Coronavirus Update: COVID-19 Stats, Economic, Pandemic Projections

Coronavirus Update: COVID-19 Stats, Economic, Pandemic Projections

Today marks 100 days since the World Health Organization (WHO) reported the first cases of “pneumonia with unknown cause” in China. Today, the Coronavirus pandemic has spread to 203 countries and infected nearly 1.6 million worldwide and led to just under 96,000 deaths.

Read on for a coronavirus update providing statistics on U.S. cases, trends, progress and more.

 10% of U.S. Labor Force Out of Work

10% of the labor force is now out of work since coronavirus hit the economy. 6.6 million people filed for unemployment benefits last week, bringing the total number of jobless claims in the last three weeks to 16.8 million.

43% of Small Businesses Surveyed Could Close for Good Without Help

A survey by the U.S. Chamber of Commerce and Metlife found that 43% of small businesses could close for good within six months without prompt economic help to get through the shutdown. 24% of those surveyed already had shut down on a temporary basis. Commercial bankruptcy filings could start increasing as soon as this month, projects the American Bankruptcy Institute.

COVID-19 Leading Cause of Death in U.S.

Coronavirus is now the leading cause of death in the United States on a day-to-day basis. The U.S. leads in number of confirmed cases with triple the number of any other nation, or more than 460,000 COVID-19 cases. Total deaths in the United States reached 16,478 and states reported 1,904 deaths today, on track with the past two days.

  • The United States accounts for 29% of worldwide cases with just 4.2% of the world’s population.
  • At least 759 people under the age of 50, some with no pre-existing medical condition, have died in the U.S.
  • Black communities disproportionately suffer from pre-existing conditions, increasing coronavirus risk.
  • Detroit Mayor Mike Duggan has ordered testing of every nursing home worker and resident in the city. As of Wednesday, the city had the largest caseload of coronavirus outside of the East Coast with more than 5,800 cases and 251 deaths.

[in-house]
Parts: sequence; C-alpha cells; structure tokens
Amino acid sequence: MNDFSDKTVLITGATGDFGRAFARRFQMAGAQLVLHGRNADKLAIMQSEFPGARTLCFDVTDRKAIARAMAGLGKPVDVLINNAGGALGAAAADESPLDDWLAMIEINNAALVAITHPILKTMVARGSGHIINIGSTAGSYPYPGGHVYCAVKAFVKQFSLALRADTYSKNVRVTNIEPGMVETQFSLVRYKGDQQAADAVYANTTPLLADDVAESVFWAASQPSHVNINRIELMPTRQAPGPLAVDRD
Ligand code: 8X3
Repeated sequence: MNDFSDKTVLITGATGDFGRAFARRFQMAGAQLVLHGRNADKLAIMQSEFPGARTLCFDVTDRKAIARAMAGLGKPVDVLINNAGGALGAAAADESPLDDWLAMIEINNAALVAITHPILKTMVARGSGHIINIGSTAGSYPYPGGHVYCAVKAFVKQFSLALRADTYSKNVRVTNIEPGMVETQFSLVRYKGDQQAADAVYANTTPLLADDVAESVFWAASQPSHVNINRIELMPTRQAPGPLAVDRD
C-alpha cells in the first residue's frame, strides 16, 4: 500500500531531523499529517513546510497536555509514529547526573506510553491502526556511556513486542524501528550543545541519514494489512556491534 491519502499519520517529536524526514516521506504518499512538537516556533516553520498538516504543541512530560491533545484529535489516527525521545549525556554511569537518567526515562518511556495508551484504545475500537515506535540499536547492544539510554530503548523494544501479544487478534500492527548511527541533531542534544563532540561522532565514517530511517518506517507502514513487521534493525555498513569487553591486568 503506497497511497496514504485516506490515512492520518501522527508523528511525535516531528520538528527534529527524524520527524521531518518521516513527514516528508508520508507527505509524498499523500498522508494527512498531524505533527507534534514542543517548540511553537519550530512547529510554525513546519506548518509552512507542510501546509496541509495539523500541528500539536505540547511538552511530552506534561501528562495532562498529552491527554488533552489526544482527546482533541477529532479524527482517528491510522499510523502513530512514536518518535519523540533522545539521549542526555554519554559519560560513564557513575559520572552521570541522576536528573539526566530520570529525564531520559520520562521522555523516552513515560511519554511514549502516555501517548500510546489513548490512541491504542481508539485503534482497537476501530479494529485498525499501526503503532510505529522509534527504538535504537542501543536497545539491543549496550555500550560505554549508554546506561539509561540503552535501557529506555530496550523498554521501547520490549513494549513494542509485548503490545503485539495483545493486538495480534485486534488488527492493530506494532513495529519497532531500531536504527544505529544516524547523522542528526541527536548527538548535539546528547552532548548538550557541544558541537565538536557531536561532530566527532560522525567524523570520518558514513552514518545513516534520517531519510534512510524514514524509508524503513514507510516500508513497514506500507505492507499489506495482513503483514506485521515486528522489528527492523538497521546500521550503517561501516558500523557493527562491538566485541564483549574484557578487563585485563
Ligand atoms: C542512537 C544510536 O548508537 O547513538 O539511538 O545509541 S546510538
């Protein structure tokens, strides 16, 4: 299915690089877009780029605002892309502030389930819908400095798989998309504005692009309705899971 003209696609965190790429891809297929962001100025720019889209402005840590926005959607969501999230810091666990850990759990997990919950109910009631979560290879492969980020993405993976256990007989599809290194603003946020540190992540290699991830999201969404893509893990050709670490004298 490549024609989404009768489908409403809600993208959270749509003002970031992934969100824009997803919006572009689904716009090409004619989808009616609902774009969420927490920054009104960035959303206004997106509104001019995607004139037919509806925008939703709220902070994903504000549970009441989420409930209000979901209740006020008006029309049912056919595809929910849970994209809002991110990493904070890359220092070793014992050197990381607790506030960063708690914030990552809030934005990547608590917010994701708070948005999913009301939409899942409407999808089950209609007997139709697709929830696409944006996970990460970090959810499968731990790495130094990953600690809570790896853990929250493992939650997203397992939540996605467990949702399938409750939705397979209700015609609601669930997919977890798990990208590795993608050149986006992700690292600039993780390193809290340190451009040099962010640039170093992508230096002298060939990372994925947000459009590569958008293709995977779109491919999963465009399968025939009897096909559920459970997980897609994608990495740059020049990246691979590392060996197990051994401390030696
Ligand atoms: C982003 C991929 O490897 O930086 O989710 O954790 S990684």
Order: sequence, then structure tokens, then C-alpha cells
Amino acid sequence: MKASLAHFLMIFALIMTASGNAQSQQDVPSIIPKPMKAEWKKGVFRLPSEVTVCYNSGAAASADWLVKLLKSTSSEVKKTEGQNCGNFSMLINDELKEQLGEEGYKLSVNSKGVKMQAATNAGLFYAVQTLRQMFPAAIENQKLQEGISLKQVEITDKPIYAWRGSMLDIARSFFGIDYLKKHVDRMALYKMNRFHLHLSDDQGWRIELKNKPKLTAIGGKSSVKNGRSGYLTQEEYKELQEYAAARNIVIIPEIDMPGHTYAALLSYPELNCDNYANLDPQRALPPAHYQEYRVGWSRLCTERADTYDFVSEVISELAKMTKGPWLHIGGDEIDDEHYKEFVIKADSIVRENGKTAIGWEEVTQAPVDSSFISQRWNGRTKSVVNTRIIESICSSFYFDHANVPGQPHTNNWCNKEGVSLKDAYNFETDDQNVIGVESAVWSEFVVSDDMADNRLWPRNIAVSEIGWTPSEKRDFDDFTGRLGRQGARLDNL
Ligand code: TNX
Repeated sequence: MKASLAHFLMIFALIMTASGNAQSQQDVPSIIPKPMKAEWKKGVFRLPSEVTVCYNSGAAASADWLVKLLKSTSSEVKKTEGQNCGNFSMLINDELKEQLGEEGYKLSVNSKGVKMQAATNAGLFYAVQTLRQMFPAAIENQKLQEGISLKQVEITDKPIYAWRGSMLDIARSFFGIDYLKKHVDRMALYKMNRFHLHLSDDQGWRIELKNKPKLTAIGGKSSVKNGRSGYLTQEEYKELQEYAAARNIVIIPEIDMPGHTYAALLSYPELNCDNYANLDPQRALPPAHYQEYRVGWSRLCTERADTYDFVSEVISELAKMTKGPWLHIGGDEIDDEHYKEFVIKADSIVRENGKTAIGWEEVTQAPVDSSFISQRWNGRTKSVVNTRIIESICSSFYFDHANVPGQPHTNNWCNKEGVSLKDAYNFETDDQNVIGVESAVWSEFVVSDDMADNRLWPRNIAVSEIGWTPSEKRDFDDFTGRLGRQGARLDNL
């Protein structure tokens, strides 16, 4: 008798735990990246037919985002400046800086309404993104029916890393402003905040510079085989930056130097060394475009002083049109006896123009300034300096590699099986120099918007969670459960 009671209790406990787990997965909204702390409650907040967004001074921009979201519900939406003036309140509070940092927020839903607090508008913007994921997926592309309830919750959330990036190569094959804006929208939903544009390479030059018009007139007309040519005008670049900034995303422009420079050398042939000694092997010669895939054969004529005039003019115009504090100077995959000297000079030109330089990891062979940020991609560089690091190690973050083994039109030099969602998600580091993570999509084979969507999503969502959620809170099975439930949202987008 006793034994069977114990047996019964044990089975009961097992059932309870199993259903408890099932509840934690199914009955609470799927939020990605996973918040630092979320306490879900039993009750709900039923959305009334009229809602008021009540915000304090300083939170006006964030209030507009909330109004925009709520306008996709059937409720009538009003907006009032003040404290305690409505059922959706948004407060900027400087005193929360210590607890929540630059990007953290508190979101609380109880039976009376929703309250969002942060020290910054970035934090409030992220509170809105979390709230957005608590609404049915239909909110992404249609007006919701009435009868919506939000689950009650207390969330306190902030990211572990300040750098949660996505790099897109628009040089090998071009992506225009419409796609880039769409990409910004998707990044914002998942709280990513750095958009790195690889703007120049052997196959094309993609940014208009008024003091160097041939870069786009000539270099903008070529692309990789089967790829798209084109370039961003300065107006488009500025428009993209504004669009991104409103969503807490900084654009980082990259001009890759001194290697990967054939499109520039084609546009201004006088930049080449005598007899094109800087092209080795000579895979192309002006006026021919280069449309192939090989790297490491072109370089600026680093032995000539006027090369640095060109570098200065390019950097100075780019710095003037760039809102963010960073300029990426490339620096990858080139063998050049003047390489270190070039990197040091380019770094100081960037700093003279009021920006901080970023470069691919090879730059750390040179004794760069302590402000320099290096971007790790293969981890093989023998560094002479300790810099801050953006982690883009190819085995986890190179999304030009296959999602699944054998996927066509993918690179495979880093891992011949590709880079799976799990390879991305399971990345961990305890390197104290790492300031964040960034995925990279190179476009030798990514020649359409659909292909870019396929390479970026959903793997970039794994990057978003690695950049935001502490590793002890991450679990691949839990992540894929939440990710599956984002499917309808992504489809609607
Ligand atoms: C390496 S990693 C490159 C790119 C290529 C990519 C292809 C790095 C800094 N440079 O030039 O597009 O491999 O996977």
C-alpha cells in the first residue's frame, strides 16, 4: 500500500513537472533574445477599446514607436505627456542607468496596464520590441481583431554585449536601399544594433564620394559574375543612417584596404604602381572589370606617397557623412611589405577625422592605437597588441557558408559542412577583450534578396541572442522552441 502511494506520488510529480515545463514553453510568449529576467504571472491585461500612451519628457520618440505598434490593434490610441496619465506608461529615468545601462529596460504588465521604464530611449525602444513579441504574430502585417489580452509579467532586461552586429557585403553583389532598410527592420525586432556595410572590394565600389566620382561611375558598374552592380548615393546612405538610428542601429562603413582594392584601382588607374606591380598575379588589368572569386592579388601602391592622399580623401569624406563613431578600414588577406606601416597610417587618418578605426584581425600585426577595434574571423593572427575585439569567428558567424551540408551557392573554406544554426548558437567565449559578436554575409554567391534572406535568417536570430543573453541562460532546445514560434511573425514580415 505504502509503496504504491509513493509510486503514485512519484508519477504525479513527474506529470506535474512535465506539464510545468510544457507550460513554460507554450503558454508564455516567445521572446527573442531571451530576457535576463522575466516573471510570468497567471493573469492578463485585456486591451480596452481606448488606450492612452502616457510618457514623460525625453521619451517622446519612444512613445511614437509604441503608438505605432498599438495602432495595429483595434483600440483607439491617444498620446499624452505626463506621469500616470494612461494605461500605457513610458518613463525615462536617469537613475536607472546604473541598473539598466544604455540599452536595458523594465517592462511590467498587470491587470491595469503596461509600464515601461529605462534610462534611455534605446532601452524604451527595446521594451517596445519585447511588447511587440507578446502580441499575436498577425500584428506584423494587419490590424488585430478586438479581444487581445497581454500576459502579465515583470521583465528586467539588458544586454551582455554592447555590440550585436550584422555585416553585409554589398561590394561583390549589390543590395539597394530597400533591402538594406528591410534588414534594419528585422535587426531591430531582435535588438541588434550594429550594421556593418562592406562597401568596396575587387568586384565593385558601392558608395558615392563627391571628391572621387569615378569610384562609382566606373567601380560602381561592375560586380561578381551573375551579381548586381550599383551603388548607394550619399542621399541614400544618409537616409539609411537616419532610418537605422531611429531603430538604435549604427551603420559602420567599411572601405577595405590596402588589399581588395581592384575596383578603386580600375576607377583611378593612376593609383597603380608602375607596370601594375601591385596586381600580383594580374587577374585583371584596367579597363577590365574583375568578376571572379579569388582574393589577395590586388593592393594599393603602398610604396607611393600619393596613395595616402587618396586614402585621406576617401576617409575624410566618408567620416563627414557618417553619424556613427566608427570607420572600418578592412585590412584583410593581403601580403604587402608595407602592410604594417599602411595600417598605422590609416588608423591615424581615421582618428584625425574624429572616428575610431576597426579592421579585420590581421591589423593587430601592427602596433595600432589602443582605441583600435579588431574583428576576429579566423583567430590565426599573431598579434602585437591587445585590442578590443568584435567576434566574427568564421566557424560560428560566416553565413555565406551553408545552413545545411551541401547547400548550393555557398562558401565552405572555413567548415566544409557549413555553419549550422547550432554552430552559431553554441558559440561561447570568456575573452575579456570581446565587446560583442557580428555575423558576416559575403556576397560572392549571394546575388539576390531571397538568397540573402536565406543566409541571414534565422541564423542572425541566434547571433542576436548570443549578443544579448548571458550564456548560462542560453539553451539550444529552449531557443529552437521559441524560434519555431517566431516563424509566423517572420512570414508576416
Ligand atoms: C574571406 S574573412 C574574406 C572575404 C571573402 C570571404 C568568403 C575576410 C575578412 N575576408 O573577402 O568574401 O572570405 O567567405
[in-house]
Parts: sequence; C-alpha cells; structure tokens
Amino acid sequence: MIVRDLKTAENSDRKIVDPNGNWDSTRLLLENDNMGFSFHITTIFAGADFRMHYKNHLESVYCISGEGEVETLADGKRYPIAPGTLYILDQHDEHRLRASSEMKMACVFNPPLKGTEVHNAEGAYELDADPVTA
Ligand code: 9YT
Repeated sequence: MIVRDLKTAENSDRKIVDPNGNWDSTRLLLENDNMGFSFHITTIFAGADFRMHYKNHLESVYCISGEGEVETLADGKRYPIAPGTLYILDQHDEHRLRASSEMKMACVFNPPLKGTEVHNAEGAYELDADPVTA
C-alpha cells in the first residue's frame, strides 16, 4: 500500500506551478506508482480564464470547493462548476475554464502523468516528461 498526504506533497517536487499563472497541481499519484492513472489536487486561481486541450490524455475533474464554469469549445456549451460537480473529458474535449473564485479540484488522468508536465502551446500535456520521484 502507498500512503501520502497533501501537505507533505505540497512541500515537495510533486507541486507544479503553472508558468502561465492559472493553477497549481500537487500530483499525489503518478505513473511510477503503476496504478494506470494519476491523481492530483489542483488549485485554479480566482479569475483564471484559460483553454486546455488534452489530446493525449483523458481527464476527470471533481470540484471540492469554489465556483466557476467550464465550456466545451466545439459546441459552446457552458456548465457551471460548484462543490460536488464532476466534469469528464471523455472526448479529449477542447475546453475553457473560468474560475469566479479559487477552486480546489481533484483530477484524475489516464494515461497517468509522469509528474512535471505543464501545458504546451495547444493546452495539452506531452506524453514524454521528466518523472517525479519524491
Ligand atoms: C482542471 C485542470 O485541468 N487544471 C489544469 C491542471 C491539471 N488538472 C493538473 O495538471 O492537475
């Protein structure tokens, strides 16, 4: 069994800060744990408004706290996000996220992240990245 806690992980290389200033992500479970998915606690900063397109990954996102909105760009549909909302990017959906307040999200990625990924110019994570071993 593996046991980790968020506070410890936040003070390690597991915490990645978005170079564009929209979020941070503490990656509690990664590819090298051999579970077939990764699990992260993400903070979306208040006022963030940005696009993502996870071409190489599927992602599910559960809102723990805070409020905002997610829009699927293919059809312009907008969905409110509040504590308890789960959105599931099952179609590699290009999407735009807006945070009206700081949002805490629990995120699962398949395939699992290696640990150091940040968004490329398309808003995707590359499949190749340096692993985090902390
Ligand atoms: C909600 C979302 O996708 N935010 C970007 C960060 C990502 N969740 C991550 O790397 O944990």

• In Boston, black residents account for 40% of infections while just 25% of the population.
  • In Louisiana, African Americans make up 70% of deaths from COVID-19. Underlying medical conditions, poor nutrition, lack of access to healthcare, and increased exposure to pollution are presumed to be contributing factors to the higher rate.
  • In California, Latinos and African Americans make up a disproportionate number of both COVID-19 cases and deaths. Latinos, 39% of the state’s population, account for 30% of cases and 26% of deaths. African Americans, 6% of population, account for 7% of cases and 8% of deaths.
  • According to New York State data, the death toll in New York City is now 5,280 from COVID-19. Governor Andrew Cuomo reported only 200 new hospitalizations due to COVID-19, the lowest number since the crisis started.
  • 83% of all deaths in New York State are individuals age 60 or older and nearly 61% of the deceased patients are male.
  • Ohio, which prepared its healthcare system and intervened in the coronavirus pandemic, including delaying its primary, earlier than most states has a much smaller outbreak than other nearby states.

Model Tracking Coronavirus Pandemic Adjusts Hospitalization Prediction

A model developed at the Institute for Health Metrics and Evaluation at the University of Washington School of Medicine projects fewer hospitalizations and fewer deaths due to COVID-19 based on an influx of new data. The model estimates nearly 61,500 deaths in the United State, assuming social distancing is maintained through May 2020. Hospitalizations over the next four months are projected at 86,370. The lower projections are 33,000 fewer deaths and 265,000 fewer hospital beds than reported last week.

Preparing for End of Social Distancing, Possible Second Wave

Experts are warning of a second wave of COVID-19 as social distancing is eventually relaxed and re-tightened as new hotspots are identified, according to a study in the Lancet. The modeling, based on China’s control measures that appear to have suppressed the first wave of the spread of coronavirus, recommends real-time monitoring of COVID-19 transmissibility and severity to protect against a possible second wave of infection. Risk factors include the potential of the virus being reintroduced from abroad, increased economic activity and lessening individual infection control vigilance before a vaccine is developed.

The White House is considering a second Coronavirus Task Force focused on directing the reopening of the nation’s economy.

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